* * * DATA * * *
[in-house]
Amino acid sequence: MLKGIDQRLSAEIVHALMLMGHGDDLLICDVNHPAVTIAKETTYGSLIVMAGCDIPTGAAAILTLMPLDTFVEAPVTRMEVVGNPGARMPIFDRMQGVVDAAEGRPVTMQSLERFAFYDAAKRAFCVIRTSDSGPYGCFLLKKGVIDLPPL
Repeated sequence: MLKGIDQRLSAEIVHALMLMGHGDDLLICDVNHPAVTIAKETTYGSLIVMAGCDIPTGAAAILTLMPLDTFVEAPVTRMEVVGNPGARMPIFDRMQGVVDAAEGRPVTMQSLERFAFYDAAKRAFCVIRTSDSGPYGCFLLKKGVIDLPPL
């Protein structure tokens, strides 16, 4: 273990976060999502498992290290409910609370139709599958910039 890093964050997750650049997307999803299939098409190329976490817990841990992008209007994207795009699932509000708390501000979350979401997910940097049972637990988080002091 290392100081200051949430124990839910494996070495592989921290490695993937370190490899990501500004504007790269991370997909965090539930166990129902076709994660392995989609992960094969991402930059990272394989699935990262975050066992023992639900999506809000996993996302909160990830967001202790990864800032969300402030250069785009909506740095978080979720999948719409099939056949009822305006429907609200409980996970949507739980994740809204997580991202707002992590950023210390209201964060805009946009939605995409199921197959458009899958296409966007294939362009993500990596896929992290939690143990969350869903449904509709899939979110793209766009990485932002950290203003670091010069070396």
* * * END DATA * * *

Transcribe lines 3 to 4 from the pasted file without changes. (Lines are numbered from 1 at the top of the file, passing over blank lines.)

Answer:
Repeated sequence: MLKGIDQRLSAEIVHALMLMGHGDDLLICDVNHPAVTIAKETTYGSLIVMAGCDIPTGAAAILTLMPLDTFVEAPVTRMEVVGNPGARMPIFDRMQGVVDAAEGRPVTMQSLERFAFYDAAKRAFCVIRTSDSGPYGCFLLKKGVIDLPPL
């Protein structure tokens, strides 16, 4: 273990976060999502498992290290409910609370139709599958910039 890093964050997750650049997307999803299939098409190329976490817990841990992008209007994207795009699932509000708390501000979350979401997910940097049972637990988080002091 290392100081200051949430124990839910494996070495592989921290490695993937370190490899990501500004504007790269991370997909965090539930166990129902076709994660392995989609992960094969991402930059990272394989699935990262975050066992023992639900999506809000996993996302909160990830967001202790990864800032969300402030250069785009909506740095978080979720999948719409099939056949009822305006429907609200409980996970949507739980994740809204997580991202707002992590950023210390209201964060805009946009939605995409199921197959458009899958296409966007294939362009993500990596896929992290939690143990969350869903449904509709899939979110793209766009990485932002950290203003670091010069070396």